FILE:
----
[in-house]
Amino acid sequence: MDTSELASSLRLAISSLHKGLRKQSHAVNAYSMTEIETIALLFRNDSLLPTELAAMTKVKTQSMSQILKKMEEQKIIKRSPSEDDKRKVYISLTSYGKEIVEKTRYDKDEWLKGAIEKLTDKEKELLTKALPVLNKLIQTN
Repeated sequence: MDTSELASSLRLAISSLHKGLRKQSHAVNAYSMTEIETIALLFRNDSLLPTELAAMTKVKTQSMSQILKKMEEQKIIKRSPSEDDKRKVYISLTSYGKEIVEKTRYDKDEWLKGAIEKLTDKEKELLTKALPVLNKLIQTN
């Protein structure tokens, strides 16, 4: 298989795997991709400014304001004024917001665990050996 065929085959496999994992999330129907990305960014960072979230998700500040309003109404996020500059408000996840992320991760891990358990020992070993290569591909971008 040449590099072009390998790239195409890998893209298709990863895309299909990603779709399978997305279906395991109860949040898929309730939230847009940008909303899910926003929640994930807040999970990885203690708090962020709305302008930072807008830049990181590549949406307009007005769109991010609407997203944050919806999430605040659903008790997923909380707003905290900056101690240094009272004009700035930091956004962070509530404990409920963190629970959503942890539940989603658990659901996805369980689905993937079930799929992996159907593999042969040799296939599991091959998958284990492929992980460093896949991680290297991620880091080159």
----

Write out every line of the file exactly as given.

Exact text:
[in-house]
Amino acid sequence: MDTSELASSLRLAISSLHKGLRKQSHAVNAYSMTEIETIALLFRNDSLLPTELAAMTKVKTQSMSQILKKMEEQKIIKRSPSEDDKRKVYISLTSYGKEIVEKTRYDKDEWLKGAIEKLTDKEKELLTKALPVLNKLIQTN
Repeated sequence: MDTSELASSLRLAISSLHKGLRKQSHAVNAYSMTEIETIALLFRNDSLLPTELAAMTKVKTQSMSQILKKMEEQKIIKRSPSEDDKRKVYISLTSYGKEIVEKTRYDKDEWLKGAIEKLTDKEKELLTKALPVLNKLIQTN
């Protein structure tokens, strides 16, 4: 298989795997991709400014304001004024917001665990050996 065929085959496999994992999330129907990305960014960072979230998700500040309003109404996020500059408000996840992320991760891990358990020992070993290569591909971008 040449590099072009390998790239195409890998893209298709990863895309299909990603779709399978997305279906395991109860949040898929309730939230847009940008909303899910926003929640994930807040999970990885203690708090962020709305302008930072807008830049990181590549949406307009007005769109991010609407997203944050919806999430605040659903008790997923909380707003905290900056101690240094009272004009700035930091956004962070509530404990409920963190629970959503942890539940989603658990659901996805369980689905993937079930799929992996159907593999042969040799296939599991091959998958284990492929992980460093896949991680290297991620880091080159």